Paul W. Loewenstein, MD
Milwaukee Plastic Surgeon
4.5 out of 5 stars 14 reviews

Subpectoral Breast Implants

+1

No one is doing a full muscle coverage of breast implants.  There is a lot of confusion in the description of the muscle pocket.  The dual plane technique is common but can lead to bottoming out and double bubble.  The standard subpectoral pocket is what is achieved with the armpit incision.  Have you surgery with an experienced board certified plastic surgeon and you will have the best chance for a great result.

Best Wishes

Dr. Peterson 

Marcus L. Peterson, MD
Saint George Plastic Surgeon
4.5 out of 5 stars 13 reviews

Fully under the muscle breast implants are rare

+1

Many years ago there was talk of full muscle coverage for breast implants to provide a 'muscular bra' for support. The anatomy is such that this required placing the implant under the chest muscle,the abdominal muscle (rectus) and the side chest muscle (serratus) which was difficult, painfull, and altogether unnecessary. Submuscular implants are all in reality 'dual plane' covered by muscle above, and the breast below. There should be a good connection or marriage between the implant and the breast and the full muscle coverage idea has little in its favor.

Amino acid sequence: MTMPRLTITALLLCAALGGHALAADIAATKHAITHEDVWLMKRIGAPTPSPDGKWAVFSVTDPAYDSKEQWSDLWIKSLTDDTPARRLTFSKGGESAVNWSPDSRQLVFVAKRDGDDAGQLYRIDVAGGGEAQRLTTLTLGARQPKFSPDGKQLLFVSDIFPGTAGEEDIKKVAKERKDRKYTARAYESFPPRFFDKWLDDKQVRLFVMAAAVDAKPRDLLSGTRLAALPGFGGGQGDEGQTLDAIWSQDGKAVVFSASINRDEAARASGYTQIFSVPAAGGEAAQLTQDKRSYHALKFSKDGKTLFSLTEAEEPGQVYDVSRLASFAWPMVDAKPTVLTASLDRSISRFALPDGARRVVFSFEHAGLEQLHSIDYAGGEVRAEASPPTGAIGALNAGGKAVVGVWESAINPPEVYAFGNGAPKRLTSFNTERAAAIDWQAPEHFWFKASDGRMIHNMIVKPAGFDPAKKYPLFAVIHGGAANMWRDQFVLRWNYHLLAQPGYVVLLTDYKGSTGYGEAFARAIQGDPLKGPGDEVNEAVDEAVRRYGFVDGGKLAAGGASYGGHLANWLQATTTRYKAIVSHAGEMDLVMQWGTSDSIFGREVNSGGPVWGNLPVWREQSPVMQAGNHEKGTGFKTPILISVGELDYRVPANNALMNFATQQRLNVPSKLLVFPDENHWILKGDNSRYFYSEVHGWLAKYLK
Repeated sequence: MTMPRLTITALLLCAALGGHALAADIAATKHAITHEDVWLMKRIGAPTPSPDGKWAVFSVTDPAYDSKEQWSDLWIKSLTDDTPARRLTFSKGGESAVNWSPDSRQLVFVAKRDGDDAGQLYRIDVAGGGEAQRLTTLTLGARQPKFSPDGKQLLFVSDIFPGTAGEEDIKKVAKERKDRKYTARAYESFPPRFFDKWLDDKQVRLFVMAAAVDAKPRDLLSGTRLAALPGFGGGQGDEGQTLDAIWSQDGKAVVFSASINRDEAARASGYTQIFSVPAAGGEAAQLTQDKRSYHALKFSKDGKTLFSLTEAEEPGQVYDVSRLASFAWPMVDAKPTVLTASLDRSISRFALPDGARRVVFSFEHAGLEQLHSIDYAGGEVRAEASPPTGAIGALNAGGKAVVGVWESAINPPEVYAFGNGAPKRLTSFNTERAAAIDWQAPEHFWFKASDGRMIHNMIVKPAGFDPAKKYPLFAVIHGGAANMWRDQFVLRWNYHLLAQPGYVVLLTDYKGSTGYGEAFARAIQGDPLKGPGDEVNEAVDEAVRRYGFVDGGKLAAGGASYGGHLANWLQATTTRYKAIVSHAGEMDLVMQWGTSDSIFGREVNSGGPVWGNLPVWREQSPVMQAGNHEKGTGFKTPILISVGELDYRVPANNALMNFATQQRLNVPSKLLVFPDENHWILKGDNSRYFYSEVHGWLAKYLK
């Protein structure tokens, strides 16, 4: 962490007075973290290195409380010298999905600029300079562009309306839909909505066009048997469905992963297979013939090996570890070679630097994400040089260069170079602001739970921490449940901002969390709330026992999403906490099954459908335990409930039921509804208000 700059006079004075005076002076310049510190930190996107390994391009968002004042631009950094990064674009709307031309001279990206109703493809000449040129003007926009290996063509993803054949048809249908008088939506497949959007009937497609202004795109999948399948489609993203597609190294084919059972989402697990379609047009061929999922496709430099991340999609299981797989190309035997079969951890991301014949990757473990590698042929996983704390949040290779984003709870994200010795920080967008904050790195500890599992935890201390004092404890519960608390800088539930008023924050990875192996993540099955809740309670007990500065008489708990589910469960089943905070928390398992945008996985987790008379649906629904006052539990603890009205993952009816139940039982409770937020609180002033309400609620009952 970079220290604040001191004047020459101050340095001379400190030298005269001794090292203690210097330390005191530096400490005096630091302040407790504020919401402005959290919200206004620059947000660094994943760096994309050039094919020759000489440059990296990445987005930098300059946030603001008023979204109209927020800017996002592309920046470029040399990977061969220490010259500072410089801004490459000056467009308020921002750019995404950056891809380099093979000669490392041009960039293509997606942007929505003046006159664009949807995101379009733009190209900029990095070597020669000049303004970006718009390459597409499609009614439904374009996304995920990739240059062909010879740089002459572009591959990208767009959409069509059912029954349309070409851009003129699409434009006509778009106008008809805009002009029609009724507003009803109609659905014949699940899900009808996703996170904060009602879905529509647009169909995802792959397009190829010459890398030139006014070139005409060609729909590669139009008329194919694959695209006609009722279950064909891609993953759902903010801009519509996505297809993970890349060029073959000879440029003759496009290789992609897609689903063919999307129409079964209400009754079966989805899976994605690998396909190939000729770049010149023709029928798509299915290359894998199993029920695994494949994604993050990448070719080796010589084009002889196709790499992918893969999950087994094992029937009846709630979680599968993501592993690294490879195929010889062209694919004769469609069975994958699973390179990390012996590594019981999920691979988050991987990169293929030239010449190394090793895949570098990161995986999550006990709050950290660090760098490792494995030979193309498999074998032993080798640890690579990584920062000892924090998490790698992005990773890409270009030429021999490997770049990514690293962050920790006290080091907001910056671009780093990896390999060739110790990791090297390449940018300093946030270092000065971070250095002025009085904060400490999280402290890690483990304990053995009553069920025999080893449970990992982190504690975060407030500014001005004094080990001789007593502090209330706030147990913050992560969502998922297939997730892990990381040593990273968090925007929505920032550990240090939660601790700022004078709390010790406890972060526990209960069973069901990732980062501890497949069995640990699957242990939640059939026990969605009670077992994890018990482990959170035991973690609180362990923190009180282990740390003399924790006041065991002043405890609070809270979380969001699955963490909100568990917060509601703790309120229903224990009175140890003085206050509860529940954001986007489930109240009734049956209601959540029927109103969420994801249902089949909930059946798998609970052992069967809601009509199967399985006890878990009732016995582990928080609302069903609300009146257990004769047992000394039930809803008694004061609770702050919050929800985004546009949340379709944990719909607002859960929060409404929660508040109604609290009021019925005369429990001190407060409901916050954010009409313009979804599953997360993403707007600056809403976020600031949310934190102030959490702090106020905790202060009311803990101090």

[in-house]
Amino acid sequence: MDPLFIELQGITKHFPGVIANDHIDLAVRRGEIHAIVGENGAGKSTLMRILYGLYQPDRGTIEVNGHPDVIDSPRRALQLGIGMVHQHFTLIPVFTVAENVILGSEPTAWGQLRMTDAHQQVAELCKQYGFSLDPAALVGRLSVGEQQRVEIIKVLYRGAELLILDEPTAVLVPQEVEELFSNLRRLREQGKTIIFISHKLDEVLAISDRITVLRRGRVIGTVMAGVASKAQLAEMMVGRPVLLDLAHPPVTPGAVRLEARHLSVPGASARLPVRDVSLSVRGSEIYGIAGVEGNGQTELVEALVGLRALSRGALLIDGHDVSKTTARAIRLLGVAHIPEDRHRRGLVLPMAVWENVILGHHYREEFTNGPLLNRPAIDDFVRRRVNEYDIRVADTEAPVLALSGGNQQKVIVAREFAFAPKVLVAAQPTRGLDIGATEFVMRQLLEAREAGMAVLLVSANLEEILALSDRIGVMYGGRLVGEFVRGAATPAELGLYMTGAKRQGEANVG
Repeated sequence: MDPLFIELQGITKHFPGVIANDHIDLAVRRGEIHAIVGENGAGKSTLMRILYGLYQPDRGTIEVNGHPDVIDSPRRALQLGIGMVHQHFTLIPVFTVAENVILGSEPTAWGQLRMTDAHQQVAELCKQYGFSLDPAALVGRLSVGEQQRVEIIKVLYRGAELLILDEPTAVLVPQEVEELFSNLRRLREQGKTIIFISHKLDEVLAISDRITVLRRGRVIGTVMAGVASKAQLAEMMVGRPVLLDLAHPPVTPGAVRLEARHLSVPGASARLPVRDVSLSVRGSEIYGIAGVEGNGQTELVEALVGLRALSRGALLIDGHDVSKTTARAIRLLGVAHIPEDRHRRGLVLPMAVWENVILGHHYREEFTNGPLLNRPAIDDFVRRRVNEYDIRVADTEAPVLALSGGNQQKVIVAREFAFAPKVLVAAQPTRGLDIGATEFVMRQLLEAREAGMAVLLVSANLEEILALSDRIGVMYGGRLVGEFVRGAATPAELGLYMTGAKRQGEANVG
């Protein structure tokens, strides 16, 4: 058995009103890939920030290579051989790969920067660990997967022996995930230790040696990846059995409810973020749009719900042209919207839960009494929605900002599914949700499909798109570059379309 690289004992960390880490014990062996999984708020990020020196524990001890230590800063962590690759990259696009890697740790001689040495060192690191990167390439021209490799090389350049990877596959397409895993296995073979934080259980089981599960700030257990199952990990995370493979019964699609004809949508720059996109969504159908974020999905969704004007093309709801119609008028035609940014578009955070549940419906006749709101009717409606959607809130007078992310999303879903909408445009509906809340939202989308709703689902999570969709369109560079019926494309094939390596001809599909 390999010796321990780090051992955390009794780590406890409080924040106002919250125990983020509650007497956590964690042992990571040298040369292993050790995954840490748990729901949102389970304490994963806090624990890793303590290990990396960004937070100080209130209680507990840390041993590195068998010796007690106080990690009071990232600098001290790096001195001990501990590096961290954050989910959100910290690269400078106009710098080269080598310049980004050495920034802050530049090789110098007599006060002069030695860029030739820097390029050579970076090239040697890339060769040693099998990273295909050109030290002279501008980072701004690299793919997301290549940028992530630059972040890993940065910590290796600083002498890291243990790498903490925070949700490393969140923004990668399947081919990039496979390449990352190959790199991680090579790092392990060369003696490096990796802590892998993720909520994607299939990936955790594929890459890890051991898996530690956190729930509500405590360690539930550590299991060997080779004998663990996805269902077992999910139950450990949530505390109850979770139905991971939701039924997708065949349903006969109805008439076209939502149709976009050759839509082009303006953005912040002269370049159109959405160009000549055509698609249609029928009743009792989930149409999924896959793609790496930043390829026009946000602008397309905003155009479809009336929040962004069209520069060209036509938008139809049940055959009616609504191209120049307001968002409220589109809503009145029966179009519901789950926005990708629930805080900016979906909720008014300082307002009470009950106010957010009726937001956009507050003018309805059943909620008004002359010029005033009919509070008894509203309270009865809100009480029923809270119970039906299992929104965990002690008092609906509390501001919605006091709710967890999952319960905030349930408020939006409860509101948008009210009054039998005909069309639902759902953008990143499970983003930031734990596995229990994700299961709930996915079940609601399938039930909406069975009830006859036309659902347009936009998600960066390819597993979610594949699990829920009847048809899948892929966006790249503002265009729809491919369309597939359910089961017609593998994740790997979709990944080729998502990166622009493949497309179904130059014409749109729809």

Peter E. Johnson, MD
Chicago Plastic Surgeon
4.0 out of 5 stars 27 reviews

Silicone implants under the muscle or partially under the muscle pros and cons

+1

I prefer to put the majority of my patients' breast implants subpectoral, which is "under the muscle" to most of us.  They are actually done with the "dual plane" technique (which most of us were doing before someone named it that).  So they are under the pectoralis muscle for their upper 1/2 or so, and under breast tissue for the lower 1/2 or so.  This is, IMHO, not as reproducibly done using the "armpit" (I say transaxillary) approach, so I don't usually do it that way.  Why under the muscle?  Pros: Possibly less chance of interfering with mammograms and possibly lower chance of hardening of the implant capsules, more natural upper breast slope and less visible upper breast rippling.  Also, in thin women, less "fake" look.  Cons: positional distortion possibly (when the woman puts her hands on her hips and squeezes her "pecs" the implants may ride up).  Most women accept this as a trade-off for the above "pros".  Best of luck to you.

James E. Chappell, MD
Baltimore Plastic Surgeon
5.0 out of 5 stars 11 reviews

These answers are for educational purposes and should not be relied upon as a substitute for medical advice you may receive from your physician. If you have a medical emergency, please call 911. These answers do not constitute or initiate a patient/doctor relationship.